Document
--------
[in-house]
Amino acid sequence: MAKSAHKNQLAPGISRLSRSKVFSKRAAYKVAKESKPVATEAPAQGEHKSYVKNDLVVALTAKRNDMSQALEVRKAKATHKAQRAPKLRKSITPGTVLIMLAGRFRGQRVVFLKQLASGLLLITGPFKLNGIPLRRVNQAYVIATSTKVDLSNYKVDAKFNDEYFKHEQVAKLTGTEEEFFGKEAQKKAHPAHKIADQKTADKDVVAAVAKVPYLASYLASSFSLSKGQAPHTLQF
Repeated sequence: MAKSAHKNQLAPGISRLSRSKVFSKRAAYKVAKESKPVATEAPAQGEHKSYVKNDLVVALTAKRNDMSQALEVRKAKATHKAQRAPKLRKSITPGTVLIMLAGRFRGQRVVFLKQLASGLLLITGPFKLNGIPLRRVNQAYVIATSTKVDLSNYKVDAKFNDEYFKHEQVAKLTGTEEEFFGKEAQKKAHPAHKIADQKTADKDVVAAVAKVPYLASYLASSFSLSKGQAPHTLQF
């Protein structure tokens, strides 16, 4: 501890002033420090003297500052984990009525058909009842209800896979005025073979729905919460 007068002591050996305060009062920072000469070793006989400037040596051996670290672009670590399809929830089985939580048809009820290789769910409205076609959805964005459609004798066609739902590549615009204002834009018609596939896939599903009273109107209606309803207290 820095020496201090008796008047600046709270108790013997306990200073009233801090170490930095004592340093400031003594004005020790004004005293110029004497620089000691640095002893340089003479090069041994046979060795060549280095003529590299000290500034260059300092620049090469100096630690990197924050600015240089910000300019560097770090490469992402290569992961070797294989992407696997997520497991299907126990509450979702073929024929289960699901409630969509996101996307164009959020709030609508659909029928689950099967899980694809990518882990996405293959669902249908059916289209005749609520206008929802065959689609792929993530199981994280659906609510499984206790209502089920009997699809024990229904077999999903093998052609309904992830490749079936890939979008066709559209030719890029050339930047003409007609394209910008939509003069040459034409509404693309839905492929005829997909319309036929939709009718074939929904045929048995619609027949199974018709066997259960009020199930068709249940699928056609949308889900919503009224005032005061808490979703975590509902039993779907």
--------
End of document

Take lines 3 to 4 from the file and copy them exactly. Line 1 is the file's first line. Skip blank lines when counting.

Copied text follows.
Repeated sequence: MAKSAHKNQLAPGISRLSRSKVFSKRAAYKVAKESKPVATEAPAQGEHKSYVKNDLVVALTAKRNDMSQALEVRKAKATHKAQRAPKLRKSITPGTVLIMLAGRFRGQRVVFLKQLASGLLLITGPFKLNGIPLRRVNQAYVIATSTKVDLSNYKVDAKFNDEYFKHEQVAKLTGTEEEFFGKEAQKKAHPAHKIADQKTADKDVVAAVAKVPYLASYLASSFSLSKGQAPHTLQF
């Protein structure tokens, strides 16, 4: 501890002033420090003297500052984990009525058909009842209800896979005025073979729905919460 007068002591050996305060009062920072000469070793006989400037040596051996670290672009670590399809929830089985939580048809009820290789769910409205076609959805964005459609004798066609739902590549615009204002834009018609596939896939599903009273109107209606309803207290 820095020496201090008796008047600046709270108790013997306990200073009233801090170490930095004592340093400031003594004005020790004004005293110029004497620089000691640095002893340089003479090069041994046979060795060549280095003529590299000290500034260059300092620049090469100096630690990197924050600015240089910000300019560097770090490469992402290569992961070797294989992407696997997520497991299907126990509450979702073929024929289960699901409630969509996101996307164009959020709030609508659909029928689950099967899980694809990518882990996405293959669902249908059916289209005749609520206008929802065959689609792929993530199981994280659906609510499984206790209502089920009997699809024990229904077999999903093998052609309904992830490749079936890939979008066709559209030719890029050339930047003409007609394209910008939509003069040459034409509404693309839905492929005829997909319309036929939709009718074939929904045929048995619609027949199974018709066997259960009020199930068709249940699928056609949308889900919503009224005032005061808490979703975590509902039993779907």